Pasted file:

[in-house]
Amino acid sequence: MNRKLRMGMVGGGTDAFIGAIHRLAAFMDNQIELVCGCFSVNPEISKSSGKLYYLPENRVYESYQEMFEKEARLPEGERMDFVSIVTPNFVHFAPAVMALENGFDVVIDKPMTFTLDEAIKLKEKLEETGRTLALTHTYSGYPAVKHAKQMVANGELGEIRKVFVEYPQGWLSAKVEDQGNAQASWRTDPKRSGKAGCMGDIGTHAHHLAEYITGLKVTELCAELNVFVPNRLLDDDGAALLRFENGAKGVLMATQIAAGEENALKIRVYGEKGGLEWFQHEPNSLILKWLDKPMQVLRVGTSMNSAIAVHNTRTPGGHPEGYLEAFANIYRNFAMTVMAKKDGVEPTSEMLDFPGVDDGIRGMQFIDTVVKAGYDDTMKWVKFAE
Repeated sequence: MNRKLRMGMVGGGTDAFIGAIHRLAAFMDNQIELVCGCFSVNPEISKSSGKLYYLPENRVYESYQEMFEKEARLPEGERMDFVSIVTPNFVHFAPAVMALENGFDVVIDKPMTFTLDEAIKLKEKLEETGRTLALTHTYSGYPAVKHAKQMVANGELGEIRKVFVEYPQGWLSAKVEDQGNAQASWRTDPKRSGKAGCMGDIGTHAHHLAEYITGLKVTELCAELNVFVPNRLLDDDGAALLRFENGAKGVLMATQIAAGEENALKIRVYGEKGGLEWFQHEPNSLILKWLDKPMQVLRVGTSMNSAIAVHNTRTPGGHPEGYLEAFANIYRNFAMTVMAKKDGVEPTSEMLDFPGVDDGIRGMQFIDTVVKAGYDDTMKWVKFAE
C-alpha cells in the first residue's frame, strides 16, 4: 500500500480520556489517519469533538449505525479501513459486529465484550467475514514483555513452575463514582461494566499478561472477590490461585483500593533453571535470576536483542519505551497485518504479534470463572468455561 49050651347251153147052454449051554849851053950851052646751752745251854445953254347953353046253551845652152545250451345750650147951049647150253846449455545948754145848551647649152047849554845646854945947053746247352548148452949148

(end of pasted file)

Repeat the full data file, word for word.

[in-house]
Amino acid sequence: MNRKLRMGMVGGGTDAFIGAIHRLAAFMDNQIELVCGCFSVNPEISKSSGKLYYLPENRVYESYQEMFEKEARLPEGERMDFVSIVTPNFVHFAPAVMALENGFDVVIDKPMTFTLDEAIKLKEKLEETGRTLALTHTYSGYPAVKHAKQMVANGELGEIRKVFVEYPQGWLSAKVEDQGNAQASWRTDPKRSGKAGCMGDIGTHAHHLAEYITGLKVTELCAELNVFVPNRLLDDDGAALLRFENGAKGVLMATQIAAGEENALKIRVYGEKGGLEWFQHEPNSLILKWLDKPMQVLRVGTSMNSAIAVHNTRTPGGHPEGYLEAFANIYRNFAMTVMAKKDGVEPTSEMLDFPGVDDGIRGMQFIDTVVKAGYDDTMKWVKFAE
Repeated sequence: MNRKLRMGMVGGGTDAFIGAIHRLAAFMDNQIELVCGCFSVNPEISKSSGKLYYLPENRVYESYQEMFEKEARLPEGERMDFVSIVTPNFVHFAPAVMALENGFDVVIDKPMTFTLDEAIKLKEKLEETGRTLALTHTYSGYPAVKHAKQMVANGELGEIRKVFVEYPQGWLSAKVEDQGNAQASWRTDPKRSGKAGCMGDIGTHAHHLAEYITGLKVTELCAELNVFVPNRLLDDDGAALLRFENGAKGVLMATQIAAGEENALKIRVYGEKGGLEWFQHEPNSLILKWLDKPMQVLRVGTSMNSAIAVHNTRTPGGHPEGYLEAFANIYRNFAMTVMAKKDGVEPTSEMLDFPGVDDGIRGMQFIDTVVKAGYDDTMKWVKFAE
C-alpha cells in the first residue's frame, strides 16, 4: 500500500480520556489517519469533538449505525479501513459486529465484550467475514514483555513452575463514582461494566499478561472477590490461585483500593533453571535470576536483542519505551497485518504479534470463572468455561 49050651347251153147052454449051554849851053950851052646751752745251854445953254347953353046253551845652152545250451345750650147951049647150253846449455545948754145848551647649152047849554845646854945947053746247352548148452949148